The implication of what this blogger wrote is that one cannot live a moral, decent, good life and set a positive example for others without believing in the existence of some invisible but all knowing, all powerful, ever-present supernatural being.
Now in all fairness, I don’t know for sure if that’s what the blogger was actually implying, but that is how I took it.
And if, as the blogger suggests, it is true that moral values are instilled in us in the womb by God, does that mean that we, as intelligent human beings, couldn’t — or wouldn’t —have been able to figure out on our own, without God, that murder, rape, and theft are bad? Would we all be running around murdering, raping, and stealing were it not for this omnipotent being who set our courses while we were still in the womb and who watches everything that we do all of the time? Is that the only reason we “behave” ourselves? And does that mean that those who don’t believe in God’s existence are incapable of being moral and do not serve “the greater good”?
Okay, there you have it. Rant over. I’ll probably take a whole raft of shit over this post and may even lose a few followers. I guess that’s a risk worth taking.
So what are your thoughts, readers? Am I being overly sensitive?
I imagine that I won’t be the only one who chooses John Lennon’s song, “Imagine,” for this week’s Song Lyric Sunday prompt, which is “peace.”
“Imagine” is a song written and performed by John Lennon. Released in October 1971 on Apple Records, it was the best-selling single of his solo, post-Beatles career. Its lyrics are about a world at peace, without the barriers of borders, or the divisions of religion and nationality. The listener is asked to imagine the possibility that the whole of humanity, unattached to material possessions, would live as one.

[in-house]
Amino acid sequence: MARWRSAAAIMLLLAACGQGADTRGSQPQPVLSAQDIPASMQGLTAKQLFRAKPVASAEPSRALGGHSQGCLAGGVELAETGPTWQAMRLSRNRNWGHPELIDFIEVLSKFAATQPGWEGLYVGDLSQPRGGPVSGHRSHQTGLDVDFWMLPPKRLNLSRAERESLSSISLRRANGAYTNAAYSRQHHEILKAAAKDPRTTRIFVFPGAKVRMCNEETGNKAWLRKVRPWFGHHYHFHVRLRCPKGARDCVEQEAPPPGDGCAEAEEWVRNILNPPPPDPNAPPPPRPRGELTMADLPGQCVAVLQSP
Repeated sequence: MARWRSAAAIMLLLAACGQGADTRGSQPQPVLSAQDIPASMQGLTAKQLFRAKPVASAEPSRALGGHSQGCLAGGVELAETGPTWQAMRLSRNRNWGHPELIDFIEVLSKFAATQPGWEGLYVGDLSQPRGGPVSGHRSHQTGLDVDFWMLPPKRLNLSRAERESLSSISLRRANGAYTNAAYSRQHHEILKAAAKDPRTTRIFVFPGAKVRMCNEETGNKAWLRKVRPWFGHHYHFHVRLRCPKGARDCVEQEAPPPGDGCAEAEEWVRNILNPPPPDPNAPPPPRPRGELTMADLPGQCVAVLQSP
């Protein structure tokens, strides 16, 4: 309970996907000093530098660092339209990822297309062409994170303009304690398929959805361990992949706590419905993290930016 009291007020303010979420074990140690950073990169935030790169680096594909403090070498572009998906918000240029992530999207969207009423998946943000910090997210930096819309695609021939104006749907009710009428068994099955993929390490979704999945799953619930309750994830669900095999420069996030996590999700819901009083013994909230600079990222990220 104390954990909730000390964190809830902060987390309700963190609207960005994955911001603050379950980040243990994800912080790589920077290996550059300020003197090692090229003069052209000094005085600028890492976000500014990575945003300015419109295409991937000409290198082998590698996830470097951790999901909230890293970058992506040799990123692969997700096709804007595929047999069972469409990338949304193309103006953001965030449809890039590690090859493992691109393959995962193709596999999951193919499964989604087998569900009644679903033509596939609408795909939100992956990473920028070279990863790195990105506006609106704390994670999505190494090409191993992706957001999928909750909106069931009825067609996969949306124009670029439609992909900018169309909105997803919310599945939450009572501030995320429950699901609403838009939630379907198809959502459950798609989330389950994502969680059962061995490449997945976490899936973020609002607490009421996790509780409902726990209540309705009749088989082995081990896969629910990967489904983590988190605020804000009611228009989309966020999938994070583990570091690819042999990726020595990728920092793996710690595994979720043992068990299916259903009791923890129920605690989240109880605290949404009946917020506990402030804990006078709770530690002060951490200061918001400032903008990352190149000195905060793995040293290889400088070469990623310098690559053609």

Here is the song with the lyrics.
“That’s strange,” Carl said to his wife as the two were walking past their town’s Baptist church.
“What’s strange, Hon,” Maggie asked.
“That sign in front of the church,” he responded. “What a strange sign to be put up in front of a church.”
Maggie looked at the sign and then looked back at Carl. “What’s so strange about that sign?”
Carl looked at Maggie in disbelief. “Seriously?” he said. “You don’t think a sign that reads ‘God is nowhere’ in front of a church isn’t strange?”
Maggie looked carefully at the sign. “You’re reading it wrong. It says ‘God is now here.’”
Now it was Carl who looked carefully at the sign. “No, that’s not what it says. Look at the spacing of the letters. It clearly says ‘God is nowhere.’ Can’t you see that?”
Maggie grabbed Carl’s hand and pulled him toward the church entrance. “What are you doing?” he asked.
“I’m going to prove that I’m right and you’re wrong.”
The couple walked through the door and started walking down the center aisle. They saw the church pastor toward the alter and walked up to him. “Excuse me,” Maggie said. “We have a question about your sign.”
The pastor smiled and asked, “How can I help you?”
Carl said, “Does that sign out front say ‘God is now here’ or ‘God is nowhere’”?
“That is an excellent question,” the pastor said. “What do you think it says?”
Carl was getting a little irritated. “It’s your sign. Why would you ask us what it means.”
The pastor’s smile broadened. “You know, I knew putting up that sign would be risky, but it seems to be doing exactly what I hoped it would do.”
“And what is that?” Maggie asked.
“Initiate a discussion about God by people just like you who wonder what the sign means.” He said. “Welcome to my church. So, what do you believe? Is God now here or is God nowhere?”
Written for today’s one-word prompt, “risky.”